A man approaching retirement needs to have a pension pot almost £35,000 bigger than he would have done four years ago to achieve an income of £5,000 a year, a report shows.
The Office for National Statistics (ONS) found that a single 65-year-old man has seen the level of savings he would need shoot up from around £118,000 in 2009 to £152,800 by March 2013.
From December last year, new gender equality rules came into place which mean that men can no longer be offered better annuity rates than women on the basis that men tend to have shorter lifespans.
Annuity rates, which set the size of someone's retirement income for life, have been in general decline in recent years, which some pensions analysts have put down to side-effects of the Bank of England's efforts to kick-start the economy.
The ONS said that according to Money Advice Service figures, by March this year, a man or a woman would need to have £152,800 put by to attain a £5,000-a-year income.
Women have also seen the buying power of their pension pots eroded, although the decline has been slightly less severe. In 2009, a woman would have needed £133,500 saved up to buy a yearly income of £5,000, according to the ONS's Pension Trends research.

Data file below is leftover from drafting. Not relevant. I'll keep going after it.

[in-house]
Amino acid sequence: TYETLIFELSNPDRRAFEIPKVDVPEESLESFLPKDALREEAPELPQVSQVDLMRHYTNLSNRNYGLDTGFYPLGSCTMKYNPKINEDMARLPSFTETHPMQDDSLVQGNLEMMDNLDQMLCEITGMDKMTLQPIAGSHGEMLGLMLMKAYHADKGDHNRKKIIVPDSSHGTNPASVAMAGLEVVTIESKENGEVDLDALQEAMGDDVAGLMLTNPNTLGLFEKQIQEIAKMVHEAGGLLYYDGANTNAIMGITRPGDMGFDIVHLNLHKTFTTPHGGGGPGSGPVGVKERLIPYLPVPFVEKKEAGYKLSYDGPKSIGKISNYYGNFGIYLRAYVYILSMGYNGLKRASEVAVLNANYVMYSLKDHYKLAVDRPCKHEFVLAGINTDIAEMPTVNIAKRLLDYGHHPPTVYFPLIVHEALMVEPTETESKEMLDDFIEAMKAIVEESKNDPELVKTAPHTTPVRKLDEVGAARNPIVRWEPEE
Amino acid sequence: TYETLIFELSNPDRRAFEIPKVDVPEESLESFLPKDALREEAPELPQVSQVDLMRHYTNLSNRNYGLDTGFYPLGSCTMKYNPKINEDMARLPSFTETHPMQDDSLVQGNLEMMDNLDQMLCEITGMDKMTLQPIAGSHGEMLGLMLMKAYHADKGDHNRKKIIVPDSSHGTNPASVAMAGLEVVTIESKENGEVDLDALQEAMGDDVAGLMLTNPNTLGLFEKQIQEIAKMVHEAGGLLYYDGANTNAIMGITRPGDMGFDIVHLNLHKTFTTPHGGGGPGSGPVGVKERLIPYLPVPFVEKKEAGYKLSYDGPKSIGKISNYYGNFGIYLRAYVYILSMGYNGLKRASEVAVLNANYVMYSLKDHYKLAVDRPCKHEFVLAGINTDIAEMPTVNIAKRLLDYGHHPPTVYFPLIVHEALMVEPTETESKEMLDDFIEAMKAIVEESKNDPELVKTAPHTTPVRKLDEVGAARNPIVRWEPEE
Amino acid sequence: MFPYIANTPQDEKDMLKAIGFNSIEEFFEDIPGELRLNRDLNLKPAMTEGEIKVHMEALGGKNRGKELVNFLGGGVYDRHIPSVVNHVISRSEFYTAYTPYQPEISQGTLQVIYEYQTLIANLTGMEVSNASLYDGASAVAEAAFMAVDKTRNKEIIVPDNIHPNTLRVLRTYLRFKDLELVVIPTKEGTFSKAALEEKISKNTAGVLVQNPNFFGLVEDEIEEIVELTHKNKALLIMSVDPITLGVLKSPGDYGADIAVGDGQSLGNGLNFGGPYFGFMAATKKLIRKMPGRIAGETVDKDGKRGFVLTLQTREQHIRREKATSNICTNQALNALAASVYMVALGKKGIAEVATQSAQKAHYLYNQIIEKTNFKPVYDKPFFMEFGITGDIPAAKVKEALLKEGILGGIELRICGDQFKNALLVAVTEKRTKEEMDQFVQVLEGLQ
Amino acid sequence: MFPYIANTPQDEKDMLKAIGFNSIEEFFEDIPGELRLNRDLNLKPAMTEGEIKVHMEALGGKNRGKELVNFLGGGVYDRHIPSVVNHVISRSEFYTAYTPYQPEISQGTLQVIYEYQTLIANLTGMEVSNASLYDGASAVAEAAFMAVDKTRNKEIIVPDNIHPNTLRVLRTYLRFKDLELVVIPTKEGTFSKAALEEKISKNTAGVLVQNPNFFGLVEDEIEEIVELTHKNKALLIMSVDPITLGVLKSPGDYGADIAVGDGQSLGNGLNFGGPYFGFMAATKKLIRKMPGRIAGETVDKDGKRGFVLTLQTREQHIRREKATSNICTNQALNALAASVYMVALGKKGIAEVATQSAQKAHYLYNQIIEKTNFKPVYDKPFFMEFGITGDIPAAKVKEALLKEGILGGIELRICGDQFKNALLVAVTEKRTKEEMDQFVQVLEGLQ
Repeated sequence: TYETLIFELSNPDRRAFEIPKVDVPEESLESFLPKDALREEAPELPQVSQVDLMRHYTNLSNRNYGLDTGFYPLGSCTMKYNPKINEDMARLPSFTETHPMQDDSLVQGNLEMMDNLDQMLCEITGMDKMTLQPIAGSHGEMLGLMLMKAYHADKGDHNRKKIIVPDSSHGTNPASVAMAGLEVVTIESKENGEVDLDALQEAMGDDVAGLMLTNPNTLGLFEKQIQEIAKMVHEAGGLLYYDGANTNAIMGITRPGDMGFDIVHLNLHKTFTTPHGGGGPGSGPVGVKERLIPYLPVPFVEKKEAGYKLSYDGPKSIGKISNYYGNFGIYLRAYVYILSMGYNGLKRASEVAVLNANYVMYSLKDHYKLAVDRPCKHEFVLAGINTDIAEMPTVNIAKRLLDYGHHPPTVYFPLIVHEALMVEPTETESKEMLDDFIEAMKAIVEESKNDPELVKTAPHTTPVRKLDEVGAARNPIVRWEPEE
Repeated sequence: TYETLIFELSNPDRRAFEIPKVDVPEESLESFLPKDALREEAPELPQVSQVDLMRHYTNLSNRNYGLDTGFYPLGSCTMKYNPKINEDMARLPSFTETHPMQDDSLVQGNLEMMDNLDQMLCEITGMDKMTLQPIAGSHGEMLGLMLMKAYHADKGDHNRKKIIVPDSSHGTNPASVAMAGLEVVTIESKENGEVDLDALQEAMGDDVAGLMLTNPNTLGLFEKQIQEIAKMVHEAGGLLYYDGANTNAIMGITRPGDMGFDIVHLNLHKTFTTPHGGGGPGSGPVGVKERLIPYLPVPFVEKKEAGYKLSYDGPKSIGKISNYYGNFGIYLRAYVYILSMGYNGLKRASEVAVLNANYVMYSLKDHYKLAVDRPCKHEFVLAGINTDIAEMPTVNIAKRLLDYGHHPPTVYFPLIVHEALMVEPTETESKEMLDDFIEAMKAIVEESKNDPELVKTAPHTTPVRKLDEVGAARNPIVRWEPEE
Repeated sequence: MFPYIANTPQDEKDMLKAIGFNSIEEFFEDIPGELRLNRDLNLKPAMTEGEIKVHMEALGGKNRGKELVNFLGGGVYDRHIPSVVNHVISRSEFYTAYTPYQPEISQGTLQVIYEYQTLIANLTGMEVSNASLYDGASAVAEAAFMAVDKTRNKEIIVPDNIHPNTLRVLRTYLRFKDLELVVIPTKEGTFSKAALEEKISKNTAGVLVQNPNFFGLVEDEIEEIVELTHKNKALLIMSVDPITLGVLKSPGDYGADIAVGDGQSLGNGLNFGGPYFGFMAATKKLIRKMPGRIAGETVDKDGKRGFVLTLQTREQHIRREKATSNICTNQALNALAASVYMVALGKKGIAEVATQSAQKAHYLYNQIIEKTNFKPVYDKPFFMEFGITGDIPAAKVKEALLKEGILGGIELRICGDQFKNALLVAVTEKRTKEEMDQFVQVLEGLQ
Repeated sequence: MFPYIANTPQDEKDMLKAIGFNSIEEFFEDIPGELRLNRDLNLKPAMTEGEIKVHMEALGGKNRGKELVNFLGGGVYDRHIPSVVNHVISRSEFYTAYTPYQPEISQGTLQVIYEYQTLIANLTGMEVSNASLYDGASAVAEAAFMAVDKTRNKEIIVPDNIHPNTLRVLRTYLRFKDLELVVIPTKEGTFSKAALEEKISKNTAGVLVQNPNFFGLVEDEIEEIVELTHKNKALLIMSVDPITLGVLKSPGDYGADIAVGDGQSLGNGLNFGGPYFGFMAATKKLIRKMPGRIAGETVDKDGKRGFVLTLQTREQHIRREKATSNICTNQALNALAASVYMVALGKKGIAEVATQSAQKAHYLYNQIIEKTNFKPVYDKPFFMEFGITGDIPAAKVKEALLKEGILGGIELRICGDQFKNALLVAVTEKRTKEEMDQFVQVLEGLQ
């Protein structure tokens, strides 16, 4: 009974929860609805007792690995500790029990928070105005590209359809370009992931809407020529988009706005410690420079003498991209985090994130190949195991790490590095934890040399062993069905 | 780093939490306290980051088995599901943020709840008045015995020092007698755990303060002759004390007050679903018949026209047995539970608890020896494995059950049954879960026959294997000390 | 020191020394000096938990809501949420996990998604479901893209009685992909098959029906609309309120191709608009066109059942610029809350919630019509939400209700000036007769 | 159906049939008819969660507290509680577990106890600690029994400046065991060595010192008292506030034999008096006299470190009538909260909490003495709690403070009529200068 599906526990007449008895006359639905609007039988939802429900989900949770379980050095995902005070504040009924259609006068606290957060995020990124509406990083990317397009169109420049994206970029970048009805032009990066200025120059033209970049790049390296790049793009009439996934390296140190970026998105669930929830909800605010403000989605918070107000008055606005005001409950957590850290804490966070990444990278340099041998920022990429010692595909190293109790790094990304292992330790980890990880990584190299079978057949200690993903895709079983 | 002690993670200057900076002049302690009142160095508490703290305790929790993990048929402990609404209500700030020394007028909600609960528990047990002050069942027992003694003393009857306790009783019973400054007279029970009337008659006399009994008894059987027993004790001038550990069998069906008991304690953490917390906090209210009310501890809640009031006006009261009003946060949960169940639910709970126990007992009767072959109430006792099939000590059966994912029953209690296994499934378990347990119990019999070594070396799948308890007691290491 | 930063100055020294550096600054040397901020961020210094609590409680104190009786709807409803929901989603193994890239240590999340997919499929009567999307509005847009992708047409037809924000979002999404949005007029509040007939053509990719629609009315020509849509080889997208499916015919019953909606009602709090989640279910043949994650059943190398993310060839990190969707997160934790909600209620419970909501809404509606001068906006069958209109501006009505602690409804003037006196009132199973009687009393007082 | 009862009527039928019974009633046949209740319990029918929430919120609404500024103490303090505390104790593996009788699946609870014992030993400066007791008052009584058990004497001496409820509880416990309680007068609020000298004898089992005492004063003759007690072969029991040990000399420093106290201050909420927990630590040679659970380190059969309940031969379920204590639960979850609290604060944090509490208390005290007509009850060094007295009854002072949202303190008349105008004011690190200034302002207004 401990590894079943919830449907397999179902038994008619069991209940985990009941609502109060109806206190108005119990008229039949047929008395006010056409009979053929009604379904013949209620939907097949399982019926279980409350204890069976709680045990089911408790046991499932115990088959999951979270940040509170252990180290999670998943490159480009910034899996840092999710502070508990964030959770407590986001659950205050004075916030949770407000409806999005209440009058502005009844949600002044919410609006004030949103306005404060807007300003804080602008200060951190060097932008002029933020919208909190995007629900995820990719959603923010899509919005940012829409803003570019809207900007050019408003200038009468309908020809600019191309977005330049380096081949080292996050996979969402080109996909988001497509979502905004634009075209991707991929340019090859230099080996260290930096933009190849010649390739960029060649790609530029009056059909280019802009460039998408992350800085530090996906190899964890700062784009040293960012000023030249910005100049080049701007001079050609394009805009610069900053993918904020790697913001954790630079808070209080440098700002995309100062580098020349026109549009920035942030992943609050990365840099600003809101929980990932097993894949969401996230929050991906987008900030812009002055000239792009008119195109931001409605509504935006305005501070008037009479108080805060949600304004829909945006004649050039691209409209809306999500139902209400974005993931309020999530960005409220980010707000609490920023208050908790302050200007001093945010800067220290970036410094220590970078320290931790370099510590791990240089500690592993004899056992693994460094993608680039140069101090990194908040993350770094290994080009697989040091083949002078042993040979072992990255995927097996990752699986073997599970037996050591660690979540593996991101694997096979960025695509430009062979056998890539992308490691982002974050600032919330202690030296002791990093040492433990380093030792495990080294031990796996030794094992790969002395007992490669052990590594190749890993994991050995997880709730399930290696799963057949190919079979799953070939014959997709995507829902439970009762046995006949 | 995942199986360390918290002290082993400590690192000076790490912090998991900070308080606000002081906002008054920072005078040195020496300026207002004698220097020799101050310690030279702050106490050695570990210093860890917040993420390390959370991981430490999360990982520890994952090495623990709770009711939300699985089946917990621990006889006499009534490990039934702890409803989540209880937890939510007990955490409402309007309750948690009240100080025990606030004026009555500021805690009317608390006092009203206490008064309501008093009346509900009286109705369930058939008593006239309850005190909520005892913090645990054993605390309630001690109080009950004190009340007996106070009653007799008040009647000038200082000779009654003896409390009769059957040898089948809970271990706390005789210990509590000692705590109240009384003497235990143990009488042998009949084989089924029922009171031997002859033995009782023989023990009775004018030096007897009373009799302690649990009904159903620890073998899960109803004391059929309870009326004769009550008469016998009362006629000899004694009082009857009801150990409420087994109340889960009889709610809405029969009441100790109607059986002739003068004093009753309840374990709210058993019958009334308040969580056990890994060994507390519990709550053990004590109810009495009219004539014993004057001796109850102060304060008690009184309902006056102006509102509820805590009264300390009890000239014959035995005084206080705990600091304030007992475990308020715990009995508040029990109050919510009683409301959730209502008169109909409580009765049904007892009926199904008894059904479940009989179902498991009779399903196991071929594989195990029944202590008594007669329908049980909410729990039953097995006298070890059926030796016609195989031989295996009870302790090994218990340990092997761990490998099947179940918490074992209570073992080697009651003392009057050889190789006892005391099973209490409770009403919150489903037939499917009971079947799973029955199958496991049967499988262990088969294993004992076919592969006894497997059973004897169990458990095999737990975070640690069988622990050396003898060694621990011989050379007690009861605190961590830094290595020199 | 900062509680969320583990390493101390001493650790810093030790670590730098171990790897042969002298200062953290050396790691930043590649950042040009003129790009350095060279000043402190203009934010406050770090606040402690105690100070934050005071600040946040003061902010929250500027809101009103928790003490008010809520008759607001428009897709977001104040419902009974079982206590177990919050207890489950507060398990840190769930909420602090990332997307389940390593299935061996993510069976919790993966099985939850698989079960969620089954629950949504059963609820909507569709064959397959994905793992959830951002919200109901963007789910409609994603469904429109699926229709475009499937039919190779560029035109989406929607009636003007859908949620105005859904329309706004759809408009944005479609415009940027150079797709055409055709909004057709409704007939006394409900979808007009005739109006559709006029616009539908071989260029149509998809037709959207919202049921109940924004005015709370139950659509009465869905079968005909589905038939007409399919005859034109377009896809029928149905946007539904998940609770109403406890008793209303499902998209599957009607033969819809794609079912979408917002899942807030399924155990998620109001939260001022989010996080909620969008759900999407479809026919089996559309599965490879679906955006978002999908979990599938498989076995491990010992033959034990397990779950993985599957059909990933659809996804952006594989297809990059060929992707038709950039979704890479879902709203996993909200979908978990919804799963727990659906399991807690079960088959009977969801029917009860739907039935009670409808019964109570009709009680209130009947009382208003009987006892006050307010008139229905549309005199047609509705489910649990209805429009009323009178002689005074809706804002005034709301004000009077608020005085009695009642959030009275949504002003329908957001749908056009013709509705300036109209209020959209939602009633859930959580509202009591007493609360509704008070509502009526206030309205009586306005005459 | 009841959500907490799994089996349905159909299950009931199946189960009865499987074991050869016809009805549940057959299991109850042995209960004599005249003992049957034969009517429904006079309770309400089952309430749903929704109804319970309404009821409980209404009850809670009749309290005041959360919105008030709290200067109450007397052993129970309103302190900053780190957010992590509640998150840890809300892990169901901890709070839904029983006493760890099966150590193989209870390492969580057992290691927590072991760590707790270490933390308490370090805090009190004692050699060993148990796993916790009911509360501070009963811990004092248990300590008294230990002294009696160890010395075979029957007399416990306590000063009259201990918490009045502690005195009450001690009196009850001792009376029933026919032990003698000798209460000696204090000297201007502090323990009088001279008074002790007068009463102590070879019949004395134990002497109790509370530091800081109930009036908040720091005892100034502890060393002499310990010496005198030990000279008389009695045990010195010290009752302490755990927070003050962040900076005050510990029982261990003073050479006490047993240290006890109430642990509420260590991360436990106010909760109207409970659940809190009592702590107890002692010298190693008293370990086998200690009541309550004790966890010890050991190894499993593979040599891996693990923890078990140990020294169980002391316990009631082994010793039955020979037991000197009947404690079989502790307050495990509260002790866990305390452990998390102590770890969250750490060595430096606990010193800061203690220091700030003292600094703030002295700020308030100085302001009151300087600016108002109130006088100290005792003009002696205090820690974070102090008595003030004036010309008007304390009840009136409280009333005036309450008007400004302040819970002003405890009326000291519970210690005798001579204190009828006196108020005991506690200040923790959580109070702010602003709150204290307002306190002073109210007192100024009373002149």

Women tended to be offered worse annuity rates than men until the new European "gender neutral" rules came into force, meaning that insurers can no longer offer someone a different price on a range of policies and benefits, also including car insurance, based on their sex.
Financial information website Moneyfacts recently reported that men's pension annuity incomes plunged at the steepest rate in 14 years during 2012, with an 11.5% slide.
Rounds of quantitative easing (QE) to breathe new life into the economy have been blamed for plunging annuity rates.
QE makes it cheaper for companies to borrow by pushing down the yield on government bonds, but annuity incomes are also based on these yields, meaning that new pensioners see their incomes reduced.